Welcome to my day: 8 August 2022 – adding social value…

Is Rishi Sunak really suggesting that it’s acceptable to be poorly paid if you’re adding social value? That does appear to be the case if you take his proposal to

take a tougher approach to university degrees that saddle students with debt, without improving their earning potential

So, presumably, a degree in nursing, which the market suggests is underpaid, would be acceptable to Mr Sunak.

The problem is that, whilst in the private sector, the market requires businesses to compete with each other for staff, the public sector is distorted by government decisions to “set an example”. Thus, increasingly, there are areas of state activity where the rate for the job isn’t high enough to attract and retain the sort of people you want running your services.

And, with Liz Truss either lying about her intentions for public sector pay or being too lazy to read past the headlines of her proposals, it’s clear that there’ll be no effective solutions for public sector employment coming from the Conservative Party anytime soon.

It was noticeable that Ms Truss chose to adopt recommendations from the Taxpayer’s Alliance, a group whose funding is opaque (at best) and whose report was based on ten year old data adjusted using assumptions which, when tested, proved to be politically suicidal. And oddly, the 2012 Osborne commissioned report on regional pay found that, in some parts of the country, a regional pay policy would require pay increases rather than creating savings. It’s fair to say that that idea never saw the light of day…

But the generosity with other people’s money does go on. First we had tax cuts, now we’re talking about helping those struggling to make ends meet. At least thoughts have turned towards the impacts of inflation which, in the British economy, seems to be higher for the poor than for the better-off. These are the very people for whom tax cuts offer least yet getting funds to them requires a more targeted approach. It does sound like a case for a basic income scheme.

Turning to the question of funding for country towns as opposed to inner cities, one can become a bit cynical, even more so bearing in mind Mr Sunak’s Tunbridge Wells comments. In truth, funding is always directed towards areas of political support but the implications become much sharper when there is so little central government funding for local government that doesn’t come with strings. The only solution is transparency in deciding how pots of money are distributed, with clear rules made public, for the intention of addressing need.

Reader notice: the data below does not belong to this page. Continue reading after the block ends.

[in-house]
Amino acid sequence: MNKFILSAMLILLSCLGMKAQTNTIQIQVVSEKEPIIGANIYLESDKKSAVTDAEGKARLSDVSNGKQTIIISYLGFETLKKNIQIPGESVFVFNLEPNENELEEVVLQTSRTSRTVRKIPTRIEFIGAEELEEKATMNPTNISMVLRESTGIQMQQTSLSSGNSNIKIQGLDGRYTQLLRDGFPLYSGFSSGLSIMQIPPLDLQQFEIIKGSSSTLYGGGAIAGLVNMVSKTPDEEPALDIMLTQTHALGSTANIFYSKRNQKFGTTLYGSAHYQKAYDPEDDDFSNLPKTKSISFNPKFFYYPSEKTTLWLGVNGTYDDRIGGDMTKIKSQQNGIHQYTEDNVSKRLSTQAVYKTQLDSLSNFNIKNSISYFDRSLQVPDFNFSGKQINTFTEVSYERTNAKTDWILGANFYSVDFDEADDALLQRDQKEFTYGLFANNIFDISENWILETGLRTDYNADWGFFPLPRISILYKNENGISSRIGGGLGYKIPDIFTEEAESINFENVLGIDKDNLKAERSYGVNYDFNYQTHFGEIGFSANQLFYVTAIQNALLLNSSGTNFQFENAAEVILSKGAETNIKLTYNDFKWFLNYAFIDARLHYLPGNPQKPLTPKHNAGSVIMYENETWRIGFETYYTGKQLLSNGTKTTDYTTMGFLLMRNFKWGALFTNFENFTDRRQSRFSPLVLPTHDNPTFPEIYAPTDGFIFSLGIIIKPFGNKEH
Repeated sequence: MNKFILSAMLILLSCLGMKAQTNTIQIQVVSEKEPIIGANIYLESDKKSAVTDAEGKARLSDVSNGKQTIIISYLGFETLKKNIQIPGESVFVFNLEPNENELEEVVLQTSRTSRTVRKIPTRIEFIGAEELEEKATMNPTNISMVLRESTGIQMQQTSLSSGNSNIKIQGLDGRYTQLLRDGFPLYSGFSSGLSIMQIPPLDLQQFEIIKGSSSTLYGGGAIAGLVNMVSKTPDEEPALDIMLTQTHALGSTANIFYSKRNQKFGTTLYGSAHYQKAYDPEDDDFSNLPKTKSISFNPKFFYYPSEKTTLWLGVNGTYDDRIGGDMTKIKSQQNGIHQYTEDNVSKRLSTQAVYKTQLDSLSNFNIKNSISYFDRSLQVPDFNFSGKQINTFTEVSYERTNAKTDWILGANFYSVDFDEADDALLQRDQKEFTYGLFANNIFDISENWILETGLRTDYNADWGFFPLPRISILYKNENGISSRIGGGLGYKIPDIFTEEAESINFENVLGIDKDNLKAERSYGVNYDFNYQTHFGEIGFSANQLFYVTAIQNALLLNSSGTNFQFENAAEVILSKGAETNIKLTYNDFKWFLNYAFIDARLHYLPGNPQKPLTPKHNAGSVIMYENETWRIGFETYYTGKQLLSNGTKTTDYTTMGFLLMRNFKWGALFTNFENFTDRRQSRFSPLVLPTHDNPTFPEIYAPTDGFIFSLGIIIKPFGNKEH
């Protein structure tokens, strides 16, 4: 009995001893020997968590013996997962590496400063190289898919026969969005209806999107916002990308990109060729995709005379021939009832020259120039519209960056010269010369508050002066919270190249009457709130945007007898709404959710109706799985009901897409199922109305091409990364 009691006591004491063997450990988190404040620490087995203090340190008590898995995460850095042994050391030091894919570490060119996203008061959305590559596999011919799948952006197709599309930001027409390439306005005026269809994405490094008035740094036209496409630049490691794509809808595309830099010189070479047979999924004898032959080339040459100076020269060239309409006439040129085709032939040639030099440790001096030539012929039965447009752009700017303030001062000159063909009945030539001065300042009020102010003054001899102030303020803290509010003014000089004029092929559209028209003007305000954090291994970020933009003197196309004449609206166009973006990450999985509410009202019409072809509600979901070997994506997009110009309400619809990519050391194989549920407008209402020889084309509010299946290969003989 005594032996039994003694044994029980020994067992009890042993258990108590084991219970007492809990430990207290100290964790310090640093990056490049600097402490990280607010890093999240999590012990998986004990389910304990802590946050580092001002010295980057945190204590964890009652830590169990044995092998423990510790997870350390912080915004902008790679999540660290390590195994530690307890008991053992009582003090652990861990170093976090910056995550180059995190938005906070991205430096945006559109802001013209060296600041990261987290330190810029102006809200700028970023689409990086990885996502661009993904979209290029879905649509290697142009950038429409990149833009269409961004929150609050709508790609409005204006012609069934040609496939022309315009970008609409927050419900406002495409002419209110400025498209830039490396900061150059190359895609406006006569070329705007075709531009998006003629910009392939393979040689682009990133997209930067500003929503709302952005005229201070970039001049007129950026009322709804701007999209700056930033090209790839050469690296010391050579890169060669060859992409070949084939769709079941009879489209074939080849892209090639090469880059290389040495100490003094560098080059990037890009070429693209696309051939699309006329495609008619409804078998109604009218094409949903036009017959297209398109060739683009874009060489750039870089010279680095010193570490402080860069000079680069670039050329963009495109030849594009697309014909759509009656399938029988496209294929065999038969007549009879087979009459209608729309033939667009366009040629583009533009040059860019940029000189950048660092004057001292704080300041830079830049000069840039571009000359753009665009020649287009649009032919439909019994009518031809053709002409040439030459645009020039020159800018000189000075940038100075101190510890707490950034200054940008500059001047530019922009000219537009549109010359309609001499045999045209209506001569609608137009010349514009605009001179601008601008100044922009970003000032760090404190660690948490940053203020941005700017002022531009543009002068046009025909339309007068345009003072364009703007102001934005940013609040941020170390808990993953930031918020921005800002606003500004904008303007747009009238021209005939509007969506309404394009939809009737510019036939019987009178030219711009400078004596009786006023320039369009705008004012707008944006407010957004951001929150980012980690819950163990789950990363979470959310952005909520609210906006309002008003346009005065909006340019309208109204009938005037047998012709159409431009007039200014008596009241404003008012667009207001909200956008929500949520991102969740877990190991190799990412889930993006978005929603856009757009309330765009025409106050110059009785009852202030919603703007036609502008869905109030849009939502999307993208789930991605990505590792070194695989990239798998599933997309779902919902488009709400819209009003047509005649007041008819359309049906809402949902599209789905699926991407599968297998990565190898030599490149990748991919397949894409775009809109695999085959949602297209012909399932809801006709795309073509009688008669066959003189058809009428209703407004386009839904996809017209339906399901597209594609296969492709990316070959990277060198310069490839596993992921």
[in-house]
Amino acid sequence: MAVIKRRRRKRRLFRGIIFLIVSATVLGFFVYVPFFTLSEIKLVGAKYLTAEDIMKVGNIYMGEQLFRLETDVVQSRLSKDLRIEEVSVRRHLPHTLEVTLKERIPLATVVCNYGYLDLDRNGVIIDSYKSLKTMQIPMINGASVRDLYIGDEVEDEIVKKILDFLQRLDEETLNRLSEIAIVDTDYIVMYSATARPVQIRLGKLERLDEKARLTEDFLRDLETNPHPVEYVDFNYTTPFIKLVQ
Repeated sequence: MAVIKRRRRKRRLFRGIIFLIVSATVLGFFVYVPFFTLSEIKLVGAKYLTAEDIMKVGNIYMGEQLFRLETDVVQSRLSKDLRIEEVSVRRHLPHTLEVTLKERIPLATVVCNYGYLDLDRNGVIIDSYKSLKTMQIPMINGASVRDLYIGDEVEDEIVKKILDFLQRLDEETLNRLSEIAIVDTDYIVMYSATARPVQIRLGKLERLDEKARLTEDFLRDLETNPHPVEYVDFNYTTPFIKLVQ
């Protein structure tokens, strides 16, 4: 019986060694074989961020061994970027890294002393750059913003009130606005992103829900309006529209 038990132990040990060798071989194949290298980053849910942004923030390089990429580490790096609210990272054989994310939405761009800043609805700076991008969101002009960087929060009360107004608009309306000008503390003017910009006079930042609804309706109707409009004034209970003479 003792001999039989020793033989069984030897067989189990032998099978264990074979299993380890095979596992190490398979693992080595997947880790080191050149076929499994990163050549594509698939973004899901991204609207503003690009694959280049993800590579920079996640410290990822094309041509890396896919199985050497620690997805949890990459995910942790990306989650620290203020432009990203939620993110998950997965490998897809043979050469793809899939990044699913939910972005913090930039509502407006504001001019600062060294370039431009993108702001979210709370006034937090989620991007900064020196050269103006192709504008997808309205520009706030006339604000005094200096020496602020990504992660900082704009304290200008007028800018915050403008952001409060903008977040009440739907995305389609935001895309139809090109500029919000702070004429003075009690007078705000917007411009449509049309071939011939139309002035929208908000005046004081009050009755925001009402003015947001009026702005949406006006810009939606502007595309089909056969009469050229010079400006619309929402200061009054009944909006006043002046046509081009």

And, whilst I’m on the subject, enabling Town and Parish Councils to apply for project funding more easily would be welcomed by my colleagues in the sector.

But I ought to get on, so enjoy the day and feel free to share your thoughts “below the line”.

* Mark Valladares is the Monday Editor of Liberal Democrat Voice.

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2 Comments

  • Christine Jardine “People are worried sick about soaring bills and a recession around the corner.””We have a zombie government and a prime minister missing in action. The country deserves better during this time of national crisis.”

    Meanwhile, the supporters of Truss and Sunak spend their time explaining what their candidate said, be it ‘no handouts’ or ‘taking money from deprived areas’, is not really what they meant..

    Zombies indeed..

  • > In truth, funding is always directed towards areas of political support
    Yes we had that system before joining the EU, by channelling the monies via the EU that problem plus the on-off nature of politically motivated funding which tends to get announce multiple times before a single penny is actually committed and spent, was largely resolved, along with the distribution of monies between inner cities and rural areas.

    It does seem, whilst history doesn’t actually repeat, we are heading for a 2020’s version of the 1970’s…

    >So, presumably, a degree in nursing, which the market suggests is underpaid, would be acceptable to Mr Sunak.
    Alternatively, it is unacceptable to charge students for such degrees and hold them liable for repayments where the student takes up a job in the UK.

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